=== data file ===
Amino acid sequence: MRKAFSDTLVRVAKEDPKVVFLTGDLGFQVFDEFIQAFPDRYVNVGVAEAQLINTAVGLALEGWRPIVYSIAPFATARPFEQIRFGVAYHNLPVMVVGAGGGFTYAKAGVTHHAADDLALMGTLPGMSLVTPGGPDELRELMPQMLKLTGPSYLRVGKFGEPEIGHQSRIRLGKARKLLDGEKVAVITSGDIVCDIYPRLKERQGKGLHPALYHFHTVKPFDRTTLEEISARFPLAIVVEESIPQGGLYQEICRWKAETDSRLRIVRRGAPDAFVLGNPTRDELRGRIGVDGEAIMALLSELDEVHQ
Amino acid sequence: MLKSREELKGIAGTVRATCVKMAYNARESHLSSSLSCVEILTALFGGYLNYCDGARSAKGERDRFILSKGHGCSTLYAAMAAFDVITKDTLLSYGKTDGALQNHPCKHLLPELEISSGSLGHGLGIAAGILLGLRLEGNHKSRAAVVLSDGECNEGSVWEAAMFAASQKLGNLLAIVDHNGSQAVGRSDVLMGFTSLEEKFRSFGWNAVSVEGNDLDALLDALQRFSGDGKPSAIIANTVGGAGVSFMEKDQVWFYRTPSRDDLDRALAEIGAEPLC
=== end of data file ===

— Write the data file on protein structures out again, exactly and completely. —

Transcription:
Amino acid sequence: MRKAFSDTLVRVAKEDPKVVFLTGDLGFQVFDEFIQAFPDRYVNVGVAEAQLINTAVGLALEGWRPIVYSIAPFATARPFEQIRFGVAYHNLPVMVVGAGGGFTYAKAGVTHHAADDLALMGTLPGMSLVTPGGPDELRELMPQMLKLTGPSYLRVGKFGEPEIGHQSRIRLGKARKLLDGEKVAVITSGDIVCDIYPRLKERQGKGLHPALYHFHTVKPFDRTTLEEISARFPLAIVVEESIPQGGLYQEICRWKAETDSRLRIVRRGAPDAFVLGNPTRDELRGRIGVDGEAIMALLSELDEVHQ
Amino acid sequence: MLKSREELKGIAGTVRATCVKMAYNARESHLSSSLSCVEILTALFGGYLNYCDGARSAKGERDRFILSKGHGCSTLYAAMAAFDVITKDTLLSYGKTDGALQNHPCKHLLPELEISSGSLGHGLGIAAGILLGLRLEGNHKSRAAVVLSDGECNEGSVWEAAMFAASQKLGNLLAIVDHNGSQAVGRSDVLMGFTSLEEKFRSFGWNAVSVEGNDLDALLDALQRFSGDGKPSAIIANTVGGAGVSFMEKDQVWFYRTPSRDDLDRALAEIGAEPLC